• Subsidiary (or Secondary) Rights. The publisher has no immediate intent to exercise subsidiary rights, but would like to buy them from you now to allow later use. These often include movie and TV rights, merchandizing rights, dramatic and performance rights.

You’ll encounter some other terminology with respect to story rights. These definitions assume you’ve sold the specified right to a publisher.

  • First Rights: The publisher can publish your story for the first time anywhere and in any format
  • Second (Reprint) Rights: The publisher can publish your story following a first publication elsewhere.
  • One-Time Rights: The publisher can publish your work once.
  • First Serial Rights: The publisher can publish your story for the first time, and may do so all at once or a piece at a time in a periodical publication.
  • Second Serial Rights: After initial publication, the publisher can publish excerpts of your story in several magazines or newspapers.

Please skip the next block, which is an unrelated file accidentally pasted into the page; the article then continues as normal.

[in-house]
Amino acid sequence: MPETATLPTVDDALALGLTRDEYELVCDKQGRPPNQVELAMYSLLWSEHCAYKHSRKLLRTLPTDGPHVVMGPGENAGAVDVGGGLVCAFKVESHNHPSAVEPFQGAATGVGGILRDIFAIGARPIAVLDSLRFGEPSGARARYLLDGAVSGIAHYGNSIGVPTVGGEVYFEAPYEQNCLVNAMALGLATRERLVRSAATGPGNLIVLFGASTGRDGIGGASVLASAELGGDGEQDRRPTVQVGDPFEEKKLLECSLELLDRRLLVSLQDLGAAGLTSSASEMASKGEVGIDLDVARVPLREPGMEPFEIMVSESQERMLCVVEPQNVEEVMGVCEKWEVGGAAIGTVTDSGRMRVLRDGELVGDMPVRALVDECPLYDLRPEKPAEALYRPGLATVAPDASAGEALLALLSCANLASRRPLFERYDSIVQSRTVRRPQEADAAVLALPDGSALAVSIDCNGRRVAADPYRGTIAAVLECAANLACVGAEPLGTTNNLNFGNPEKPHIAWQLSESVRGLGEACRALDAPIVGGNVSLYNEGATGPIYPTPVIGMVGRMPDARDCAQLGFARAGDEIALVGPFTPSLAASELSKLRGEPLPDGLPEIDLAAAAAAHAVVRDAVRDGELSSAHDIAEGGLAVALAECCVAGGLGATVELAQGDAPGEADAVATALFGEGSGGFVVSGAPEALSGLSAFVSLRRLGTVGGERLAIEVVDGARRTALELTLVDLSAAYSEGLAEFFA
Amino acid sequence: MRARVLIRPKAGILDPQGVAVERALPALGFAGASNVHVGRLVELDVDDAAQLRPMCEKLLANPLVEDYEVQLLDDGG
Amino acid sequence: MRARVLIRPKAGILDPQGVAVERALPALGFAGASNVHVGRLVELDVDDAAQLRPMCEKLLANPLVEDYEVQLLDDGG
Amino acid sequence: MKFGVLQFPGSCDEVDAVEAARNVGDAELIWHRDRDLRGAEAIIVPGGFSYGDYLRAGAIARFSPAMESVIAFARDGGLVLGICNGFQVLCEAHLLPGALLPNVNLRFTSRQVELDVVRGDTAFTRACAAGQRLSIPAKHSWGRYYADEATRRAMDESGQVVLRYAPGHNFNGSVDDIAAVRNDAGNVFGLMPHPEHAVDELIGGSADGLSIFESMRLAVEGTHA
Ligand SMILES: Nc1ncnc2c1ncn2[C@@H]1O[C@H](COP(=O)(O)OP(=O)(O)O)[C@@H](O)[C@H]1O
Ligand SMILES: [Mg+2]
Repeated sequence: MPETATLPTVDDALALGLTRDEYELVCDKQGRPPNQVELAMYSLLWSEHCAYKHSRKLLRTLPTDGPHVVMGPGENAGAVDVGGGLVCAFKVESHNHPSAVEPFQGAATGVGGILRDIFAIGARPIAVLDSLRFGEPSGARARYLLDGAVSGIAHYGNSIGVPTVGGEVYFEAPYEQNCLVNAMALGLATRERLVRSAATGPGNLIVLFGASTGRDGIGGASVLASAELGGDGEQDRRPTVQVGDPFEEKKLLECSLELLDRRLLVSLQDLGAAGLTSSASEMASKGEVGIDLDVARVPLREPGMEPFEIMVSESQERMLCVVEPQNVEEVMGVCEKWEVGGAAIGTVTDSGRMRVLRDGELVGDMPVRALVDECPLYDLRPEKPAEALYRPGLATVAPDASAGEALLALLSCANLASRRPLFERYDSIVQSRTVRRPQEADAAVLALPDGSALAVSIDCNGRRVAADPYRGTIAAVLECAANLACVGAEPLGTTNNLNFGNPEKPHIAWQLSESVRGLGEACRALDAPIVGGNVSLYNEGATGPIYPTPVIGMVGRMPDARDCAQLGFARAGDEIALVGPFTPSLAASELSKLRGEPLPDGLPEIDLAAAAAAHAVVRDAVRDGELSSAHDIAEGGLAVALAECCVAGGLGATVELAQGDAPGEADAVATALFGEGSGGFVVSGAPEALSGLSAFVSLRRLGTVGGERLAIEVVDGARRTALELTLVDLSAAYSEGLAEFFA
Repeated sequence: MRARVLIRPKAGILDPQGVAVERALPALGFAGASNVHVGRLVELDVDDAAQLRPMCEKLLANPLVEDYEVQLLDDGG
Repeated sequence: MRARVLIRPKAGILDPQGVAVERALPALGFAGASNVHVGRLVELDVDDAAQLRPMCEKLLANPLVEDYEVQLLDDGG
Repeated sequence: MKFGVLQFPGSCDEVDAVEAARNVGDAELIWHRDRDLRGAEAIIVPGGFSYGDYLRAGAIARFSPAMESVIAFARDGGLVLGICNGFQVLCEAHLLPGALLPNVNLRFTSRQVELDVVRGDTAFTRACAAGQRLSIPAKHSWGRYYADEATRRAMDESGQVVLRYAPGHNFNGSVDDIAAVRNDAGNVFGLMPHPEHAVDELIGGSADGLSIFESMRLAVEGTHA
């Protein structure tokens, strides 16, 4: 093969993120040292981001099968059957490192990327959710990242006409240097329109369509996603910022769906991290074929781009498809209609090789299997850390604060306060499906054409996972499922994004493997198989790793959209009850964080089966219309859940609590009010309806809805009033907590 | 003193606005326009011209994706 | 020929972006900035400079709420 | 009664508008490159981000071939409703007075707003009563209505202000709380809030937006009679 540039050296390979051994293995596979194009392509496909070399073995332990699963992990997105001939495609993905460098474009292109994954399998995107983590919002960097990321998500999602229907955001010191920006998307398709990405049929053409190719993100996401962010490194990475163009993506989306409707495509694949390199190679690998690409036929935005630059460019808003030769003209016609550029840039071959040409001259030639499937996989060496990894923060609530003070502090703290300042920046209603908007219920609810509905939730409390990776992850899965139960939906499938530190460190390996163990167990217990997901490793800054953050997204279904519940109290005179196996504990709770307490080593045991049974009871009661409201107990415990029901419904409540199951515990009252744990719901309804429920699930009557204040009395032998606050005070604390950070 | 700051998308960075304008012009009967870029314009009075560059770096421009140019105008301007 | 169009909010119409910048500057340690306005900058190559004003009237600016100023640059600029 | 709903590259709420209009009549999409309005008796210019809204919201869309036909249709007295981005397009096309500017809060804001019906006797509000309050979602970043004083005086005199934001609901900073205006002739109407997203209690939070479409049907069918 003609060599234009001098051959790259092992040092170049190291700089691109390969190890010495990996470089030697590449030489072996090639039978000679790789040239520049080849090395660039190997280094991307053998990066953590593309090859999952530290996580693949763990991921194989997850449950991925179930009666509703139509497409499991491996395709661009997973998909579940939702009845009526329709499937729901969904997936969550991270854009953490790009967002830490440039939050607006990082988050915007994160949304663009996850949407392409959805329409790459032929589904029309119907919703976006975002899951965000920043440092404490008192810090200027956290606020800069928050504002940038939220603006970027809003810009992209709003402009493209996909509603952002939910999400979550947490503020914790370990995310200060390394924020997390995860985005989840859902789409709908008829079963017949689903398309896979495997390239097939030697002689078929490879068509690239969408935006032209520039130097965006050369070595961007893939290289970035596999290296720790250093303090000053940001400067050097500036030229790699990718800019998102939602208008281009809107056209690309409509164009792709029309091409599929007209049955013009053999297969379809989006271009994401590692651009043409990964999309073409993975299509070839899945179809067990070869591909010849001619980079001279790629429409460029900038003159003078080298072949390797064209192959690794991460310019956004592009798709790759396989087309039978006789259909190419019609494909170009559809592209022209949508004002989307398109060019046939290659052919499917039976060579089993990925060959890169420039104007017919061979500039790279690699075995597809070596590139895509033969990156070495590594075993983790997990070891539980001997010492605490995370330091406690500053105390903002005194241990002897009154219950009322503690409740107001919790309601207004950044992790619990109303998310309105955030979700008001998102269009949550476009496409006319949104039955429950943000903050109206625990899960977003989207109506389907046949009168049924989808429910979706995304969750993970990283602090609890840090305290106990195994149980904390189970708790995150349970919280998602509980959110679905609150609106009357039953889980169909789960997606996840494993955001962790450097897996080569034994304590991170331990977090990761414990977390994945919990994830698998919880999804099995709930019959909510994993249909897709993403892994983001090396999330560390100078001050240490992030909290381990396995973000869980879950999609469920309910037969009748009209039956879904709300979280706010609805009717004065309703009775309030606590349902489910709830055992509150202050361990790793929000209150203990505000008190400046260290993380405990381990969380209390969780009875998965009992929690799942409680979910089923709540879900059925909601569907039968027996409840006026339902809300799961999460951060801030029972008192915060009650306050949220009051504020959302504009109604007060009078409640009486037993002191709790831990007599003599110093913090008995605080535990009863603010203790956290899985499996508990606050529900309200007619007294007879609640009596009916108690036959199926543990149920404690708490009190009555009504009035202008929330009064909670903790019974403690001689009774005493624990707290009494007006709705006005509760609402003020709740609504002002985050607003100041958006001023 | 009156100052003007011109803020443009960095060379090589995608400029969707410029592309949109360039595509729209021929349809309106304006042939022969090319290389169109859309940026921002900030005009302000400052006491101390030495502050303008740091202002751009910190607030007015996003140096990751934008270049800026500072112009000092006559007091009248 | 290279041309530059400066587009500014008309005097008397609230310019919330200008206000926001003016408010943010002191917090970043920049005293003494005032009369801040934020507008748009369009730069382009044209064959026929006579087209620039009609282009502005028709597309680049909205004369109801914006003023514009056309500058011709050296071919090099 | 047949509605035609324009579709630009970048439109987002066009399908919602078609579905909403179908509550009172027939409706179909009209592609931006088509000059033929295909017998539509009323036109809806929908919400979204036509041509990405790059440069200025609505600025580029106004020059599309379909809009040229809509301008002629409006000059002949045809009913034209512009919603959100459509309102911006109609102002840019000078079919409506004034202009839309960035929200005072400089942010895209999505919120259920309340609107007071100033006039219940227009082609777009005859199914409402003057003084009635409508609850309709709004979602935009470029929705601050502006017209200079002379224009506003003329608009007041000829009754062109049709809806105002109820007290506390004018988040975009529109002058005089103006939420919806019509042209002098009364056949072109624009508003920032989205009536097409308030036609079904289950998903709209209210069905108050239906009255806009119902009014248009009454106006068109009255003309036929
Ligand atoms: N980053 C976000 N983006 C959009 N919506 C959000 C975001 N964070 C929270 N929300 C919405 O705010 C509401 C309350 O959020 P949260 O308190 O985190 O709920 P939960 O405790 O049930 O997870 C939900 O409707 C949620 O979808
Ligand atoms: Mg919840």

If you’re offered a publishing contract, read the Rights section with care. Look up unfamiliar legal verbiage or ask someone with contracting expertise. You can negotiate with publishers and get them to change the contract before you sign; contracts are mutual agreements between two parties.

Here, here, and here, are some very good websites with more information about story rights.

I know what you’re wondering at this point, and the answer is no. After this exploration of story rights, there will not be a companion blog post on the subject of story lefts, written by—

Poseidon’s Scribe